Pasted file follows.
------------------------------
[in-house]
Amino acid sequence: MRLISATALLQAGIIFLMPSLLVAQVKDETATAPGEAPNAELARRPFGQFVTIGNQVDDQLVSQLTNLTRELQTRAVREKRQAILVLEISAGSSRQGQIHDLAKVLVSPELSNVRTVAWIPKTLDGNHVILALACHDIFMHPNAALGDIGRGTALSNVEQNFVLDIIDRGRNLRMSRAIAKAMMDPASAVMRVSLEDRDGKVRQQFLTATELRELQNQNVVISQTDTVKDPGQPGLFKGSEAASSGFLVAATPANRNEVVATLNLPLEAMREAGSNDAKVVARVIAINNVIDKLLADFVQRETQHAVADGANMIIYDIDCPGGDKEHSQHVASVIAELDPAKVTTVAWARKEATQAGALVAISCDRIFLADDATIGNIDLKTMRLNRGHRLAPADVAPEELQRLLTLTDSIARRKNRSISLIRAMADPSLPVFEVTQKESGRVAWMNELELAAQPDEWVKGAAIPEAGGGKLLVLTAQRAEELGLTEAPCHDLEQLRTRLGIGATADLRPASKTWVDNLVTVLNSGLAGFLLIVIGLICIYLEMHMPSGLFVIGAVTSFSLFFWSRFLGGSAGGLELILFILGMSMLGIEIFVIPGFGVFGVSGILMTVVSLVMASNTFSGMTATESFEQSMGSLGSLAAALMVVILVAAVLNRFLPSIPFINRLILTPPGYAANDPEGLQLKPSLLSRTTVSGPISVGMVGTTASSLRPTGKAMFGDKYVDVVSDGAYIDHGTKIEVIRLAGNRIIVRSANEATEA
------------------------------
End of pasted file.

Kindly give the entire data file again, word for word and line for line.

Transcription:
[in-house]
Amino acid sequence: MRLISATALLQAGIIFLMPSLLVAQVKDETATAPGEAPNAELARRPFGQFVTIGNQVDDQLVSQLTNLTRELQTRAVREKRQAILVLEISAGSSRQGQIHDLAKVLVSPELSNVRTVAWIPKTLDGNHVILALACHDIFMHPNAALGDIGRGTALSNVEQNFVLDIIDRGRNLRMSRAIAKAMMDPASAVMRVSLEDRDGKVRQQFLTATELRELQNQNVVISQTDTVKDPGQPGLFKGSEAASSGFLVAATPANRNEVVATLNLPLEAMREAGSNDAKVVARVIAINNVIDKLLADFVQRETQHAVADGANMIIYDIDCPGGDKEHSQHVASVIAELDPAKVTTVAWARKEATQAGALVAISCDRIFLADDATIGNIDLKTMRLNRGHRLAPADVAPEELQRLLTLTDSIARRKNRSISLIRAMADPSLPVFEVTQKESGRVAWMNELELAAQPDEWVKGAAIPEAGGGKLLVLTAQRAEELGLTEAPCHDLEQLRTRLGIGATADLRPASKTWVDNLVTVLNSGLAGFLLIVIGLICIYLEMHMPSGLFVIGAVTSFSLFFWSRFLGGSAGGLELILFILGMSMLGIEIFVIPGFGVFGVSGILMTVVSLVMASNTFSGMTATESFEQSMGSLGSLAAALMVVILVAAVLNRFLPSIPFINRLILTPPGYAANDPEGLQLKPSLLSRTTVSGPISVGMVGTTASSLRPTGKAMFGDKYVDVVSDGAYIDHGTKIEVIRLAGNRIIVRSANEATEA